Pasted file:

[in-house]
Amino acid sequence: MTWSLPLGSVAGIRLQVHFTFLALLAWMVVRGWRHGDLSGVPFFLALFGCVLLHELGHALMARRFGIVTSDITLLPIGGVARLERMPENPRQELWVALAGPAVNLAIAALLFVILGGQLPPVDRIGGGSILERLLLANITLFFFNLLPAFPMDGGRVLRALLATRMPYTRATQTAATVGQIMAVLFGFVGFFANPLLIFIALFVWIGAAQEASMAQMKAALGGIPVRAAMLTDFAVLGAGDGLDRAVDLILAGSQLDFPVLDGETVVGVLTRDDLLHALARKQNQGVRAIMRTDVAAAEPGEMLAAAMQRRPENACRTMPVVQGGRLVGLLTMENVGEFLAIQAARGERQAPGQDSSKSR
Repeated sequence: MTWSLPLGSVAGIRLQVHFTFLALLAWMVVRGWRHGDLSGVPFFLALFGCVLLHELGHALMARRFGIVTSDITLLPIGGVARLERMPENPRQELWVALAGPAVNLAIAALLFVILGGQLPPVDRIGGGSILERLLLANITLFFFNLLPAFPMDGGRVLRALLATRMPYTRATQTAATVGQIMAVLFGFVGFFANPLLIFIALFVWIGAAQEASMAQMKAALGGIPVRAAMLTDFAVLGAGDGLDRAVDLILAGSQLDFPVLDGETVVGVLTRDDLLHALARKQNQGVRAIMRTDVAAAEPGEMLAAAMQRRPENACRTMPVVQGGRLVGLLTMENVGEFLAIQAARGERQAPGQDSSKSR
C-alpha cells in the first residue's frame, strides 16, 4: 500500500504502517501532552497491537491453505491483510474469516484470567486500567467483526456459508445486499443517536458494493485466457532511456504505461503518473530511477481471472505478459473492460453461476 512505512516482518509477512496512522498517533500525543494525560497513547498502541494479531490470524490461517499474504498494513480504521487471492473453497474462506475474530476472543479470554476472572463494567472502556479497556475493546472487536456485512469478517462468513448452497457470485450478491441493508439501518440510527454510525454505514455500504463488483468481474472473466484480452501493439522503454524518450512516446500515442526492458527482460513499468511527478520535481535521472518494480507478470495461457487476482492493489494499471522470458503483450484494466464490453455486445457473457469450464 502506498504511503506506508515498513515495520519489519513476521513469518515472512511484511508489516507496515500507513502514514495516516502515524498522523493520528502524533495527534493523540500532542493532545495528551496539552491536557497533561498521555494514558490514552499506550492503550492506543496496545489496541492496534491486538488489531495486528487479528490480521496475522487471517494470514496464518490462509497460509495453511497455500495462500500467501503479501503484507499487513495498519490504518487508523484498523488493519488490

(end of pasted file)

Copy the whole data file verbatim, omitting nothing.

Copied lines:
[in-house]
Amino acid sequence: MTWSLPLGSVAGIRLQVHFTFLALLAWMVVRGWRHGDLSGVPFFLALFGCVLLHELGHALMARRFGIVTSDITLLPIGGVARLERMPENPRQELWVALAGPAVNLAIAALLFVILGGQLPPVDRIGGGSILERLLLANITLFFFNLLPAFPMDGGRVLRALLATRMPYTRATQTAATVGQIMAVLFGFVGFFANPLLIFIALFVWIGAAQEASMAQMKAALGGIPVRAAMLTDFAVLGAGDGLDRAVDLILAGSQLDFPVLDGETVVGVLTRDDLLHALARKQNQGVRAIMRTDVAAAEPGEMLAAAMQRRPENACRTMPVVQGGRLVGLLTMENVGEFLAIQAARGERQAPGQDSSKSR
Repeated sequence: MTWSLPLGSVAGIRLQVHFTFLALLAWMVVRGWRHGDLSGVPFFLALFGCVLLHELGHALMARRFGIVTSDITLLPIGGVARLERMPENPRQELWVALAGPAVNLAIAALLFVILGGQLPPVDRIGGGSILERLLLANITLFFFNLLPAFPMDGGRVLRALLATRMPYTRATQTAATVGQIMAVLFGFVGFFANPLLIFIALFVWIGAAQEASMAQMKAALGGIPVRAAMLTDFAVLGAGDGLDRAVDLILAGSQLDFPVLDGETVVGVLTRDDLLHALARKQNQGVRAIMRTDVAAAEPGEMLAAAMQRRPENACRTMPVVQGGRLVGLLTMENVGEFLAIQAARGERQAPGQDSSKSR
C-alpha cells in the first residue's frame, strides 16, 4: 500500500504502517501532552497491537491453505491483510474469516484470567486500567467483526456459508445486499443517536458494493485466457532511456504505461503518473530511477481471472505478459473492460453461476 512505512516482518509477512496512522498517533500525543494525560497513547498502541494479531490470524490461517499474504498494513480504521487471492473453497474462506475474530476472543479470554476472572463494567472502556479497556475493546472487536456485512469478517462468513448452497457470485450478491441493508439501518440510527454510525454505514455500504463488483468481474472473466484480452501493439522503454524518450512516446500515442526492458527482460513499468511527478520535481535521472518494480507478470495461457487476482492493489494499471522470458503483450484494466464490453455486445457473457469450464 502506498504511503506506508515498513515495520519489519513476521513469518515472512511484511508489516507496515500507513502514514495516516502515524498522523493520528502524533495527534493523540500532542493532545495528551496539552491536557497533561498521555494514558490514552499506550492503550492506543496496545489496541492496534491486538488489531495486528487479528490480521496475522487471517494470514496464518490462509497460509495453511497455500495462500500467501503479501503484507499487513495498519490504518487508523484498523488493519488490